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Thursday, 9 August, 2001, 16:02 GMT 17:02 UK
Statue honours air ace
Lady Bader, with the statue of her late husband
Lady Bader, with the statue of her late husband
A statue has been unveiled to commemorate the life of Sir Douglas Bader, the wartime pilot who fought in the Battle of Britain despite having two tin legs.

The bronze statue stands at Goodwood Aerodrome, formerly known as RAF Westhampnett and was commissioned by Goodwood estate owner Lord March.

It is 60 years to the day since the pilot flew his final mission in World War II.

A spokesman for the aerodrome said: "He displayed flying skills and leadership qualities of the highest order, which made him a household name during and after the war."

Sir Douglas Bader
The pilot was decorated for his service
Douglas Bader joined the RAF in 1930 at the age of 20 but within 12 months he had lost both his legs, the result of a crash during an aerobatic manoeuvre.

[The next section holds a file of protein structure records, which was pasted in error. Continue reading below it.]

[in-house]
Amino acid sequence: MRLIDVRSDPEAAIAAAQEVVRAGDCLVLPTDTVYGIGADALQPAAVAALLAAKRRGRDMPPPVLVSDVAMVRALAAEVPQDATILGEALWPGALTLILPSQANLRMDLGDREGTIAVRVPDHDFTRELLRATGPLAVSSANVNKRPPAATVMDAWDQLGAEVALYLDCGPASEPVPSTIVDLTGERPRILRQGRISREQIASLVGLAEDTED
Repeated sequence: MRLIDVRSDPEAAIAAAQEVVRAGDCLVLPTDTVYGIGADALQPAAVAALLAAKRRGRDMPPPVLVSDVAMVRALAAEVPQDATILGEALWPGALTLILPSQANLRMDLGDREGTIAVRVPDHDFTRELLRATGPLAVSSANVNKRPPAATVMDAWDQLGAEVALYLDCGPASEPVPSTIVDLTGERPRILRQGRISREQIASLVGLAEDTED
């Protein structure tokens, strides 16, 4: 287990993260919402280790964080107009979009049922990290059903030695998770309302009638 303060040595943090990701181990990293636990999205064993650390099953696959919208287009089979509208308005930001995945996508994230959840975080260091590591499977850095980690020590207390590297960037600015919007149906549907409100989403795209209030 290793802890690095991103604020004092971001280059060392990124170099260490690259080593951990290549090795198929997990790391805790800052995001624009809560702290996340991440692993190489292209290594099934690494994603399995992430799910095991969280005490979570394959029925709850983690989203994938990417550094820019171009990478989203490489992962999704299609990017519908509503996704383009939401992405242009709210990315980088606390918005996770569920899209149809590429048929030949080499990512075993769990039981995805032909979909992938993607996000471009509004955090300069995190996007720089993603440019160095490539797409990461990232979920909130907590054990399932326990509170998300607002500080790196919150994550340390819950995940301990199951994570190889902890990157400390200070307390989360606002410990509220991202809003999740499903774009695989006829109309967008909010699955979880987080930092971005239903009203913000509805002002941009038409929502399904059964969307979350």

He had artificial legs made and learned to walk again.

After years of pestering RAF chiefs, Bader was allowed to fly again and it was during the Battle of Britain that he was made Group Captain.

He shot down 22 enemy planes before his last mission on 9 August 1941 when he was rammed by an enemy fighter over northern France.

He was captured by the germans and held as a prisoner of war at Colditz.

Legs confiscated

After several unsuccessful escape attempts his captors confiscated his legs each night.

The pilot was knighted for his work with disabled people and made a companion of the Distinguished Service Order.

He was also awarded a DSO bar, a Distinguished Flying Cross and bar and received three mentions in Dispatches.

He died in September 1982.

The statue unveiled on Thursday was commissioned by Goodwood estate owner Lord March to honour the legendary fighter pilot.

See also:

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